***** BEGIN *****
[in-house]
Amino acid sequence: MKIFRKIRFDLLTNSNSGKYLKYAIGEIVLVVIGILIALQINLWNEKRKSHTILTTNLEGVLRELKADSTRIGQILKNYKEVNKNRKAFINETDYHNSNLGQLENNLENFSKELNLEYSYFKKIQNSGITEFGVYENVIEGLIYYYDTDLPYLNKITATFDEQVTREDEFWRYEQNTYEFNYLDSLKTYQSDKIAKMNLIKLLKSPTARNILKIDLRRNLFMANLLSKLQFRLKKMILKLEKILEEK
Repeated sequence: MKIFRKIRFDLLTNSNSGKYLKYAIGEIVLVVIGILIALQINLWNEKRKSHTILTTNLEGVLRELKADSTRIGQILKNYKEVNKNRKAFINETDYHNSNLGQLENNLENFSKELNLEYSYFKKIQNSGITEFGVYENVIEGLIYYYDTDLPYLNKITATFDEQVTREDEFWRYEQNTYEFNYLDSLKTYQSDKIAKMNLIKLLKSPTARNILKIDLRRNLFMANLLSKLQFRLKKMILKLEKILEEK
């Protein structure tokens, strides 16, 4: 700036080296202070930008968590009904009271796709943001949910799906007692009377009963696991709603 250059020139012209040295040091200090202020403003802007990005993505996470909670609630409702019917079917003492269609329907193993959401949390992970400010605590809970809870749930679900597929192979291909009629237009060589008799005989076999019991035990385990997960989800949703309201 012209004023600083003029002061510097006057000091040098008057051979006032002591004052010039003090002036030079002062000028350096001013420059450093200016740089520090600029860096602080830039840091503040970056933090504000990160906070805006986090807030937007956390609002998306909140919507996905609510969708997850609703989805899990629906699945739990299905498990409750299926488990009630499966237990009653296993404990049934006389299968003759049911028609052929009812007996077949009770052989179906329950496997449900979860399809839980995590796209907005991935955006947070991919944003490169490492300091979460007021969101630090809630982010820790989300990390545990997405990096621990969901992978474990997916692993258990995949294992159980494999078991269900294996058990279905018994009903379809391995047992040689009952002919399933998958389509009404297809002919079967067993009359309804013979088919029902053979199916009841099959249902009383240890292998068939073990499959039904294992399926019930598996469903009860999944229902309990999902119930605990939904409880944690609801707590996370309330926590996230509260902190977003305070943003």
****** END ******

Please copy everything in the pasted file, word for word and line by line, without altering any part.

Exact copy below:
[in-house]
Amino acid sequence: MKIFRKIRFDLLTNSNSGKYLKYAIGEIVLVVIGILIALQINLWNEKRKSHTILTTNLEGVLRELKADSTRIGQILKNYKEVNKNRKAFINETDYHNSNLGQLENNLENFSKELNLEYSYFKKIQNSGITEFGVYENVIEGLIYYYDTDLPYLNKITATFDEQVTREDEFWRYEQNTYEFNYLDSLKTYQSDKIAKMNLIKLLKSPTARNILKIDLRRNLFMANLLSKLQFRLKKMILKLEKILEEK
Repeated sequence: MKIFRKIRFDLLTNSNSGKYLKYAIGEIVLVVIGILIALQINLWNEKRKSHTILTTNLEGVLRELKADSTRIGQILKNYKEVNKNRKAFINETDYHNSNLGQLENNLENFSKELNLEYSYFKKIQNSGITEFGVYENVIEGLIYYYDTDLPYLNKITATFDEQVTREDEFWRYEQNTYEFNYLDSLKTYQSDKIAKMNLIKLLKSPTARNILKIDLRRNLFMANLLSKLQFRLKKMILKLEKILEEK
């Protein structure tokens, strides 16, 4: 700036080296202070930008968590009904009271796709943001949910799906007692009377009963696991709603 250059020139012209040295040091200090202020403003802007990005993505996470909670609630409702019917079917003492269609329907193993959401949390992970400010605590809970809870749930679900597929192979291909009629237009060589008799005989076999019991035990385990997960989800949703309201 012209004023600083003029002061510097006057000091040098008057051979006032002591004052010039003090002036030079002062000028350096001013420059450093200016740089520090600029860096602080830039840091503040970056933090504000990160906070805006986090807030937007956390609002998306909140919507996905609510969708997850609703989805899990629906699945739990299905498990409750299926488990009630499966237990009653296993404990049934006389299968003759049911028609052929009812007996077949009770052989179906329950496997449900979860399809839980995590796209907005991935955006947070991919944003490169490492300091979460007021969101630090809630982010820790989300990390545990997405990096621990969901992978474990997916692993258990995949294992159980494999078991269900294996058990279905018994009903379809391995047992040689009952002919399933998958389509009404297809002919079967067993009359309804013979088919029902053979199916009841099959249902009383240890292998068939073990499959039904294992399926019930598996469903009860999944229902309990999902119930605990939904409880944690609801707590996370309330926590996230509260902190977003305070943003």